He was no orator – he had a quavering voice and a shaky hand; so he let other Sons of Liberty like Joseph Warren and the firebrand James Otis makes the speeches while he wrote provocative articles and pulled political strings.
Between 1768 and 1769, Adams authored over twenty newspaper articles under the pen names "Vindex" and "Candidus." In these articles he railed against the Commissioners of Customs and the standing British Army. More directly, Adams raised the stakes of the boycott and advocated that Boston merchants refuse to import all British goods – a Non-Importation agreement among Boston’s merchants for one year’s time. He employed the old Puritan idea of a covenant to encourage the common purpose among Boston’s merchants as well as those of other colonies and to remind the people that self-denial was a virtue:
One spirit, animates all America…to quench the spirit all the colonies must be absolutely destroyed.
Unfortunately for Adams, profit often trumped patriotism. Many of Boston’s merchants expressed their support of non-importation in public while privately looking at their bottom line. Many merchants covertly imported goods to be stored in warehouses until non-importation ceased. Committees of Inspection were established to investigate those who were subverting the pact. While at first those in violation were publicly humiliated and sometimes physically abused until they repented, the agreement became difficult to enfore. Eventually those who disagreed with Adams found a platform in The Boston Chronicle, a newspaper published by John Mein that sought to unmask the duplicitous merchants and weaken the non-importation movement.
Although Adams desperately tried to maintain non-importation, the beginning of 1770 saw the scheme falling apart. At the end of the year-long agreement merchants eagerly resumed business. In the press, Adams began shaming those who would not extend the agreement:
Have you not a right if you please, to set fire to your own houses, because they are your own, though in all probability it will destroy a whole neighborhood, perhaps a whole city!
Adams may have been discouraged by the lack of enthusiasm for non-importation among the merchants, but he could take heart that many average citizens in Boston rallied to his call. The essence of John Winthrop’s Model of Christian Charity was etched in their very being: “We must knit together in this work as one man, we must entertain each other in brotherly affection, we must be willing to abridge ourselves of our superfluities for the supply of others’ necessities.” Importers often found themselves the targets of mob intimidation and violence. The presence of troops in the town also added to the animosity, an animosity that Adams helped to fuel. Between 1768 and 1769, he had written at least thirteen newspaper articles addressing the presence of a standing army in Boston.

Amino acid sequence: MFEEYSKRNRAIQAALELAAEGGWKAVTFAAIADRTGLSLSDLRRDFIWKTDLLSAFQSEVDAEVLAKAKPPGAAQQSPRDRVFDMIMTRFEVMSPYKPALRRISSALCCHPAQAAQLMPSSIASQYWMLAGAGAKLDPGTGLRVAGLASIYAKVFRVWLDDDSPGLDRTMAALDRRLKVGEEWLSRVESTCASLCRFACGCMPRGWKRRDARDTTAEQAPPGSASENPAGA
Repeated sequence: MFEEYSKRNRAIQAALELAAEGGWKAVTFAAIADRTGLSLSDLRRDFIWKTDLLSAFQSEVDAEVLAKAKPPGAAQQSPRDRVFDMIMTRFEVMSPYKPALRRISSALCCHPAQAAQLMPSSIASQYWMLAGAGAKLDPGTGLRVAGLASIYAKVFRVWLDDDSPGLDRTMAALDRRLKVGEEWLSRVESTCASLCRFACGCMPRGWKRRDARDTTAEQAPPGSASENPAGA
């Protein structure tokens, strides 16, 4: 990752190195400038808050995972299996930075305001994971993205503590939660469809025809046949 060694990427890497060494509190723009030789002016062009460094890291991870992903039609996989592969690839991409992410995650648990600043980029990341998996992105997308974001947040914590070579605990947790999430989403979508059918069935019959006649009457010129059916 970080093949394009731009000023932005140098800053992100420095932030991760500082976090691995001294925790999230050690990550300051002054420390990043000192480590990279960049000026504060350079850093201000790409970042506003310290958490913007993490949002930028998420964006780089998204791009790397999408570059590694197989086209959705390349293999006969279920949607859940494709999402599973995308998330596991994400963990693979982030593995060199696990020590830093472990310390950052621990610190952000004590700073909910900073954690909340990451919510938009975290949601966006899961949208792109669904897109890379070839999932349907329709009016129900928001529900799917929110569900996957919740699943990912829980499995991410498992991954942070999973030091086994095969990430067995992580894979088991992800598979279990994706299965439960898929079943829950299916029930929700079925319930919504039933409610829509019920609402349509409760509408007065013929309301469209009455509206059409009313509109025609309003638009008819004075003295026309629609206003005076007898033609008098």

Meetings, Mobs, Martrys
As 1770 approached that tension began to flare in minor confrontations between the citizens and the soldiers. In November 1769, Adams wrote:
It is with astonishment and indignation that the Americans contemplate the folly of the British Ministry in employing troops…to parade the streets of Boston. One winter more trifled away, or worse than trifled in fruitless endeavors to enslave a people…We tremble for her fate [England] – we wish her prosperity – we hope she will soon employ herself to nobler purposes…Britain may fall sooner than she is aware; while her colonies who are struggling for liberty may survive her fate and tell the story to their children’s children.
Tensions erupted on February 22, 1770 when, harassed by a mob and fearing for his safety, a minor customs official named Ebenezer Richardson accidentally shot and killed 11 year old Christopher Seider.
While likely a tragic accident, Adams seized the opportunity to call out the injustice. He organized a funeral attended by over two thousand people. The procession passed Faneuil Hall, the Town House (Old State House), and the Liberty Tree before ending at the Granary Burial Ground. Seider became a martyr, uniting the people of Boston against unwarranted British authority.
The death of Seider only increased the agitation felt by both the townsfolk and the soldiers. By early March 1770, having lived under an occupying army for 17 months as well as two years of Townshend duties and non-importation, the people of Boston began to express their frustration and anger. Unable to act without direction from the Governor, the soldiers felt impotent. They were tired of the constant insults and jeers. It seemed only a matter of time before open hostilities broke out.
The mounting stress burst on March 5, 1770 when nine of His Majesty’s soldiers found themselves facing off a mob of several hundred angry citizens. Acting in self-defense though without orders the soldiers fired into the crowd. Five civilians were killed and six wounded. This unfortunate incident occurred on King Street just outside the Town House and became forever known as the Boston Massacre. A constant critic of the occupation, Adams immediately recognized the propaganda value of the event. On March 6, he led a committee to the Town House to demand the removal of the troops from the town. Informed by the Acting Governor, Thomas Hutchinson, that such an order fell to the military command in town, the committee crossed the street to Faneuil Hall where an emergency town meeting was in session. Adams addressed those assembled, obtained a unanimous vote demanding the removal of the troops before there was further bloodshed and was appointed to lead a committee of fifteen to present the demand to the Governor. It was suggested that if the demands were not met surrounding towns might send armed men to Boston in an attempt to force the soldiers out. Faced with such a crisis, Hutchinson and his Council bowed to the demand and Hutchinson wrote to the military commander: